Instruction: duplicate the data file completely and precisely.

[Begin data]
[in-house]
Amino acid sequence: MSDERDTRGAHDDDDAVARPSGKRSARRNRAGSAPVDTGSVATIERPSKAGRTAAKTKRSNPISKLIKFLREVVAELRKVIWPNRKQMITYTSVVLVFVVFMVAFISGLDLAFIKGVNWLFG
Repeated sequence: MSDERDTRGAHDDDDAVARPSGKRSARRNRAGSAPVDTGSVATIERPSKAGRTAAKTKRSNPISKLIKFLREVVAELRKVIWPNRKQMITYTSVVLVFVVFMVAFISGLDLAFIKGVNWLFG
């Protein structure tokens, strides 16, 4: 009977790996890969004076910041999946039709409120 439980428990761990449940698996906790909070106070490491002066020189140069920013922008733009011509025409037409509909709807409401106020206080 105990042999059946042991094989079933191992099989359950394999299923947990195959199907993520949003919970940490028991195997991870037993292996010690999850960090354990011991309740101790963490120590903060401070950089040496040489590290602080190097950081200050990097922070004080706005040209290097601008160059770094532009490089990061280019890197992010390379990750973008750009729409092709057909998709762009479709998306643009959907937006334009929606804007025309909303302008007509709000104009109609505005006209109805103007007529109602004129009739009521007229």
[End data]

[in-house]
Amino acid sequence: MSDERDTRGAHDDDDAVARPSGKRSARRNRAGSAPVDTGSVATIERPSKAGRTAAKTKRSNPISKLIKFLREVVAELRKVIWPNRKQMITYTSVVLVFVVFMVAFISGLDLAFIKGVNWLFG
Repeated sequence: MSDERDTRGAHDDDDAVARPSGKRSARRNRAGSAPVDTGSVATIERPSKAGRTAAKTKRSNPISKLIKFLREVVAELRKVIWPNRKQMITYTSVVLVFVVFMVAFISGLDLAFIKGVNWLFG
């Protein structure tokens, strides 16, 4: 009977790996890969004076910041999946039709409120 439980428990761990449940698996906790909070106070490491002066020189140069920013922008733009011509025409037409509909709807409401106020206080 105990042999059946042991094989079933191992099989359950394999299923947990195959199907993520949003919970940490028991195997991870037993292996010690999850960090354990011991309740101790963490120590903060401070950089040496040489590290602080190097950081200050990097922070004080706005040209290097601008160059770094532009490089990061280019890197992010390379990750973008750009729409092709057909998709762009479709998306643009959907937006334009929606804007025309909303302008007509709000104009109609505005006209109805103007007529109602004129009739009521007229």